Back to back, for the first time!

It also has to deal with the fact that, well, the story doesn’t necessarily have a lot for everyone involved to do right at the moment. Lyse has places to go, and it’s pretty clear that Arenvald is being buffed up into a more important character, but the story clearly feels like it needs to make some use of Thancred and Y’shtola despite neither of them being relevant any more. So for every good bit of character dialogue, you get some painful bits where someone needs to be accounted for long enough to get shuffled out of focus.

All of that is not to say that it’s bad; it’s just kind of a patch of trimming up the edges. It answers some questions about what’s going on with one of our lingering villains and does a good job of tying stuff together, including the consequences of a rather perfunctory Primal fight late in the MSQ. It also features a really neat solo instance to cap things off, so bully for that.

What’s really bad is that it has perhaps the weakest post-conclusion teaser scenes that we’ve had in a long while. Usually we get a few teasers about what comes next that pique curiosity, but here there’s only one that seems really interesting; the other one feels like it should be resolved within about five seconds with zero drama. Ah, well.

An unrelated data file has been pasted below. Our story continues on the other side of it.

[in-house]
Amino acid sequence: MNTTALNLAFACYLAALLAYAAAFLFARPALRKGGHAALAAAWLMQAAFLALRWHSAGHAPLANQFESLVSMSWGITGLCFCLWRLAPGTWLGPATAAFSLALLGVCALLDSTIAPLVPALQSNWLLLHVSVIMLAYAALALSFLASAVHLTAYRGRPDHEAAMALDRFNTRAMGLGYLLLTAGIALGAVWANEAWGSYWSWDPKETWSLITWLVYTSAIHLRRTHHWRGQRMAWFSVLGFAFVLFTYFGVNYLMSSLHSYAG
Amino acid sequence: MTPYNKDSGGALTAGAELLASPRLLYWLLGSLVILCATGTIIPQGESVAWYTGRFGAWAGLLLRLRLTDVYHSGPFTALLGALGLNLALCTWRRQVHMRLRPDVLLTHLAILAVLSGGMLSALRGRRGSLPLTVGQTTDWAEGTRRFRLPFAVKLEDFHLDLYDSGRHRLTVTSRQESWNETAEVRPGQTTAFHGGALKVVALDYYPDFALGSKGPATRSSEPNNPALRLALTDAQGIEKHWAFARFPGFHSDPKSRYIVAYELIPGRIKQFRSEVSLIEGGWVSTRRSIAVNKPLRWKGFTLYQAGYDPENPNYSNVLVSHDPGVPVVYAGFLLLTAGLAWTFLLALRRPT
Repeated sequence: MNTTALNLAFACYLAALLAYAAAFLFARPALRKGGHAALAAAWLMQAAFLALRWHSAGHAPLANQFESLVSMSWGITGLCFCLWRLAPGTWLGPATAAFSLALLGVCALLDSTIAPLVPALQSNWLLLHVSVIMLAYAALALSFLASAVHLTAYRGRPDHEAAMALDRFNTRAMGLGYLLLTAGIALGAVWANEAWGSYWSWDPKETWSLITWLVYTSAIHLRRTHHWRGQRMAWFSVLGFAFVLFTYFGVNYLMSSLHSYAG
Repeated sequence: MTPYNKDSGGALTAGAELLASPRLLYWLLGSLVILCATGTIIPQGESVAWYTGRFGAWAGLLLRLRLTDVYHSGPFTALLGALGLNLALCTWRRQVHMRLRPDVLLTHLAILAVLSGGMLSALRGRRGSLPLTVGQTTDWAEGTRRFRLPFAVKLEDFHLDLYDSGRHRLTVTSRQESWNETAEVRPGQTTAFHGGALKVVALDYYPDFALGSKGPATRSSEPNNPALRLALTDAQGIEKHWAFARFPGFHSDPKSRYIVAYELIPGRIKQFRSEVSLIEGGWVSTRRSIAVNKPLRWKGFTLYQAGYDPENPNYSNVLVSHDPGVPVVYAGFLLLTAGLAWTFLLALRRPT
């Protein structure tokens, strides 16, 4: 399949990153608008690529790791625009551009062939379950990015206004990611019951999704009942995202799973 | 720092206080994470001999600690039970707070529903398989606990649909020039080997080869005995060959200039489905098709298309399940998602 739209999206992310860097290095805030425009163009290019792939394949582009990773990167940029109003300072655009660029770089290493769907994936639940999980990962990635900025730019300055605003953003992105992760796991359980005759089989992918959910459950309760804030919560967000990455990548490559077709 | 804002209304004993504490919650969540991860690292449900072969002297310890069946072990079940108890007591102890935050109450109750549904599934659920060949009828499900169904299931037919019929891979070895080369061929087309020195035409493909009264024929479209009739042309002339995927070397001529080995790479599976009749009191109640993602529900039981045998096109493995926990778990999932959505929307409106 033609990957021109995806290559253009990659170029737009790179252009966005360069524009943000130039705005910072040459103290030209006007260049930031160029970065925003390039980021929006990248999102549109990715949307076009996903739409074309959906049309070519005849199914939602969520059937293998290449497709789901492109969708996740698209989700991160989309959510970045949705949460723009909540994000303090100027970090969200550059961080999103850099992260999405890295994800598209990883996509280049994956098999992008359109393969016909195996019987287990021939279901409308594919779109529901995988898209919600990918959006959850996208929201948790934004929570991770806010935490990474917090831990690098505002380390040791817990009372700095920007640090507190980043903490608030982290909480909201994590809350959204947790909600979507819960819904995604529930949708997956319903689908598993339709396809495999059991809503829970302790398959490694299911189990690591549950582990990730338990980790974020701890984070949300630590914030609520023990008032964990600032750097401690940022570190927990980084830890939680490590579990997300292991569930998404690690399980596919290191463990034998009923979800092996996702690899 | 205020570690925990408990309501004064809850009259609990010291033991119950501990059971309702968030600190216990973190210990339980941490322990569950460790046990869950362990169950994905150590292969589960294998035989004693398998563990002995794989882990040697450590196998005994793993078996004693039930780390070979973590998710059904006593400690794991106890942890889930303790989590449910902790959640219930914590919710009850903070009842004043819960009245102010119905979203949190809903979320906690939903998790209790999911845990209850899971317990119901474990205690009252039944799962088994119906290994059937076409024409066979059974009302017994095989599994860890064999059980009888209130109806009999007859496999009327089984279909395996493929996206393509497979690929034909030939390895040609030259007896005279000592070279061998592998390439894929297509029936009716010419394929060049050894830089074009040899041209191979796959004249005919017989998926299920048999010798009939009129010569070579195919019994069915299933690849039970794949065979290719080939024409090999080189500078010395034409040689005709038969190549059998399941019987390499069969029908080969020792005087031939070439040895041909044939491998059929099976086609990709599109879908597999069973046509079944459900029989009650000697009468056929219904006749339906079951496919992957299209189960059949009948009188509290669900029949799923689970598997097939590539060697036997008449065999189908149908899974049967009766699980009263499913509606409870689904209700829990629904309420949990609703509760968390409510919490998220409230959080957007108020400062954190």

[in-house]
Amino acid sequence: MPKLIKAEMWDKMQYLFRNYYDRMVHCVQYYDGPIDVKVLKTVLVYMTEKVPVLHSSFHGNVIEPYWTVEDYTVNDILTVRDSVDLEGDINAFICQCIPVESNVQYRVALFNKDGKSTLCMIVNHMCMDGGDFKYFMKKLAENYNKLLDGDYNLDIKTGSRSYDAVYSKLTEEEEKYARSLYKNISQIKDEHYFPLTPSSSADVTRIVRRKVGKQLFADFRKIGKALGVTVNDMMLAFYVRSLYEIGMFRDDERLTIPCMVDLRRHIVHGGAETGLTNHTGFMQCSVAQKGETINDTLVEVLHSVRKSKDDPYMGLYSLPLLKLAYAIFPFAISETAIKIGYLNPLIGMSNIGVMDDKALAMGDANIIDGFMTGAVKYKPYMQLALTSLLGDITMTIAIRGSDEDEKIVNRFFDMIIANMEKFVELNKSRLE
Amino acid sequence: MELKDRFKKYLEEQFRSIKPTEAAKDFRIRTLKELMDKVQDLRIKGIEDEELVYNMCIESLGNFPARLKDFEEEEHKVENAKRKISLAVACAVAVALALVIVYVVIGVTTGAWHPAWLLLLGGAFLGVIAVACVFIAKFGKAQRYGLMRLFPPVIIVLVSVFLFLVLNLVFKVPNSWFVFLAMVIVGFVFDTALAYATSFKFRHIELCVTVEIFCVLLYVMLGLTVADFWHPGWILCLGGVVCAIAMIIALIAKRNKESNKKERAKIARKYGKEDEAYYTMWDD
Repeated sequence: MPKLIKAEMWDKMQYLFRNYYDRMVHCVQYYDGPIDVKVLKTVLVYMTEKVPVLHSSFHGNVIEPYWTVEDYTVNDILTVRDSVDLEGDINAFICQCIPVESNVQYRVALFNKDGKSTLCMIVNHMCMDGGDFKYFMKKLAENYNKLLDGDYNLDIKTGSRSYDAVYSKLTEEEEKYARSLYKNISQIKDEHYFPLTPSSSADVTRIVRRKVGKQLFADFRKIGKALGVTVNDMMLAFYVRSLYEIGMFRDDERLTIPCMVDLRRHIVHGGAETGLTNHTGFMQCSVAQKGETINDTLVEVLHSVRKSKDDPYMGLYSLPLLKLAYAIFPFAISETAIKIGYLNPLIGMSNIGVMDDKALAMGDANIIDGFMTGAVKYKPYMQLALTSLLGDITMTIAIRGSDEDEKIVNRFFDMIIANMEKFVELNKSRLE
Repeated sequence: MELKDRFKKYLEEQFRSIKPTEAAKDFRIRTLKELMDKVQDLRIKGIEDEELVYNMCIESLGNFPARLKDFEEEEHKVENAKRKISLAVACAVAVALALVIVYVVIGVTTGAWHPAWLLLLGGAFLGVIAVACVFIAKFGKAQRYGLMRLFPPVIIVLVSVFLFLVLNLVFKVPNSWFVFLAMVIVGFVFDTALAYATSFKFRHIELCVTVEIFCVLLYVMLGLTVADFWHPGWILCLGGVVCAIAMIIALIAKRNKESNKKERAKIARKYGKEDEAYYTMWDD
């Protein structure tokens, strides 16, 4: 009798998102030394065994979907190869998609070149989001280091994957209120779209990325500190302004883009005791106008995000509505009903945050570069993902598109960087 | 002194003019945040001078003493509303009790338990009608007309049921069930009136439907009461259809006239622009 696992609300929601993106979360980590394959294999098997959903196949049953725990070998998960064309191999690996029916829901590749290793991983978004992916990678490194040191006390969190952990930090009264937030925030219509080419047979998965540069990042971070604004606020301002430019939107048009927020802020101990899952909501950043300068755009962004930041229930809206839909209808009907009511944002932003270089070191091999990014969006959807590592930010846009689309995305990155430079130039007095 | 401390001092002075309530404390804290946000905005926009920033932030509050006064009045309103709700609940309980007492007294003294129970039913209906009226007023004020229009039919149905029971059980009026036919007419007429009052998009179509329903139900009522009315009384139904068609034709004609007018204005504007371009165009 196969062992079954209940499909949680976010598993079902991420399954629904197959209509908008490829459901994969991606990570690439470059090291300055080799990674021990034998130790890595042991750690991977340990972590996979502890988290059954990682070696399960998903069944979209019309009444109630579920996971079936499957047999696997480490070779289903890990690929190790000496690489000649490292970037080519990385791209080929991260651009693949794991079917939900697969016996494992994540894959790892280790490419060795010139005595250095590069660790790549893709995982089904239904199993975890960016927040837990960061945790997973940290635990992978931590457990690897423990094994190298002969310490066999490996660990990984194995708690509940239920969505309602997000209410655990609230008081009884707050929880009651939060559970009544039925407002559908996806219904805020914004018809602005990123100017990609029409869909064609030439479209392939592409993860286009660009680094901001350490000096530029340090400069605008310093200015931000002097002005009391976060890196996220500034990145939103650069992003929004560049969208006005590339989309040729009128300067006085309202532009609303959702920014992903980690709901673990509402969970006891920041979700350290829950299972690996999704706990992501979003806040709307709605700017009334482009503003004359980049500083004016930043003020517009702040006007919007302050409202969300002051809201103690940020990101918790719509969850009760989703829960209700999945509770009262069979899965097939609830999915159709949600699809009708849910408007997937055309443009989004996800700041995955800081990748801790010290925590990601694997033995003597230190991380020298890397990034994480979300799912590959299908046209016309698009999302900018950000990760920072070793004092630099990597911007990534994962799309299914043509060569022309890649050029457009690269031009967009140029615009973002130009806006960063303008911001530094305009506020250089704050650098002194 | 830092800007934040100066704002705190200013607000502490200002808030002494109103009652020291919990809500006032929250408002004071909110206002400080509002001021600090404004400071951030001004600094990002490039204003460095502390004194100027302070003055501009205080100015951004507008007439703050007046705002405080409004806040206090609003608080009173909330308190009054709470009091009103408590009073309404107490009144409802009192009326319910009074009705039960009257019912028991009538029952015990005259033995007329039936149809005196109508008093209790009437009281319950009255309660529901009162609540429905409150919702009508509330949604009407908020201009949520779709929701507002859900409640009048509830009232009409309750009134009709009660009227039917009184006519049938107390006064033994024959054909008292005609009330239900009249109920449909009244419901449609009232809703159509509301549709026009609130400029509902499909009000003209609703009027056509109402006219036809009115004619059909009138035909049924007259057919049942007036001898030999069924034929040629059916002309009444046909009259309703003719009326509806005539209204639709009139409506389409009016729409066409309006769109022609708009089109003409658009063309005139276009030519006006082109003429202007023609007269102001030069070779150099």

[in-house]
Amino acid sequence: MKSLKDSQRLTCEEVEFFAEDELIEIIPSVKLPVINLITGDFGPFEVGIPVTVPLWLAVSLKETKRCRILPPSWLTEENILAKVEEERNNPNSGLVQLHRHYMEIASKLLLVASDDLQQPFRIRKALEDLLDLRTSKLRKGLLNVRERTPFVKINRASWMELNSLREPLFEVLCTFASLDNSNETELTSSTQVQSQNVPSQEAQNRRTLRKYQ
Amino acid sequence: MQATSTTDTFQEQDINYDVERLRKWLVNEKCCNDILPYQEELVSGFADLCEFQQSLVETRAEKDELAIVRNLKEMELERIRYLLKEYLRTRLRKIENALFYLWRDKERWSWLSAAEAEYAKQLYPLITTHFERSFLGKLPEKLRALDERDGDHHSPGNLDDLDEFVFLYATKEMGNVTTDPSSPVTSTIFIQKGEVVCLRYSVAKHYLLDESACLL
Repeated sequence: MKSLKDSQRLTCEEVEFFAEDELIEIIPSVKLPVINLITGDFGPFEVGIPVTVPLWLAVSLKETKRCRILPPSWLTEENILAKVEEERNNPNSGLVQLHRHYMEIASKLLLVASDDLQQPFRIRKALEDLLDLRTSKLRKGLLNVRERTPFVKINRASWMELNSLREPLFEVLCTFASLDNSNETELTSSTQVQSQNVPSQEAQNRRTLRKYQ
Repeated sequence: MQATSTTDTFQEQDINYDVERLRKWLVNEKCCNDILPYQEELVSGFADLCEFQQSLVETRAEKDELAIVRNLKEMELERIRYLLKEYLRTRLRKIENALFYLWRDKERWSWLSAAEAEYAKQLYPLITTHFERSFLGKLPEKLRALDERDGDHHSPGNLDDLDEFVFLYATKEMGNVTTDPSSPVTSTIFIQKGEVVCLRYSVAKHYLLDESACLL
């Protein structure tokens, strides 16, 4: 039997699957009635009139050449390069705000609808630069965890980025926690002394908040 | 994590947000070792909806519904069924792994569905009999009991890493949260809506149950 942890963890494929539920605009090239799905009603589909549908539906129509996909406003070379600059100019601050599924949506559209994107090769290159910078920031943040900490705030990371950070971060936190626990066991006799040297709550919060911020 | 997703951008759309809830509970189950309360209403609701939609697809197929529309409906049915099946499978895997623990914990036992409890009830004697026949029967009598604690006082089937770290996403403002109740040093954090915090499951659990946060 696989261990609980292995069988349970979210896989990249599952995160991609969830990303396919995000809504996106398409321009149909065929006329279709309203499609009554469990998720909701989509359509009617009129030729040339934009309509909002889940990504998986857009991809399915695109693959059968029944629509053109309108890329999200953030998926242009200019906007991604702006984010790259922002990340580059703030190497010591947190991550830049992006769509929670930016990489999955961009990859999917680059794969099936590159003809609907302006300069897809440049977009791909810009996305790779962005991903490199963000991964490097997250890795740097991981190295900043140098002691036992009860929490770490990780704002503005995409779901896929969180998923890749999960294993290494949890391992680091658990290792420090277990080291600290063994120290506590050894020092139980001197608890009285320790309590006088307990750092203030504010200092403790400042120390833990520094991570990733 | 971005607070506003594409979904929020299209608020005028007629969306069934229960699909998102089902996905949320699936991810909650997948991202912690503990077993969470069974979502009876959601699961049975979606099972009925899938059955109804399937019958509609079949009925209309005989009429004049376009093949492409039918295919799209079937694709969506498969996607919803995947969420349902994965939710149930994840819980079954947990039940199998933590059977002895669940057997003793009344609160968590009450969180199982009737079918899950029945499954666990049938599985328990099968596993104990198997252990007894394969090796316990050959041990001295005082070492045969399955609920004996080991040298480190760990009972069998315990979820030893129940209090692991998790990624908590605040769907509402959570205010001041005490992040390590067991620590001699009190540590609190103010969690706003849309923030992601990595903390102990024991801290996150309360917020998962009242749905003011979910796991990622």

City of drowning, drowning, drowning

Back in the 90s, I was in a very famous TV show. Underwater.The down side of this dungeon is that we don’t really get the lore I would have liked for it; we have other reasons for going in besides Skalla proper. The up side is that despite any anxiety over a new dungeon, this one manages to fill out the Expert rotation nicely, feeling no more challenging but also amusingly novel.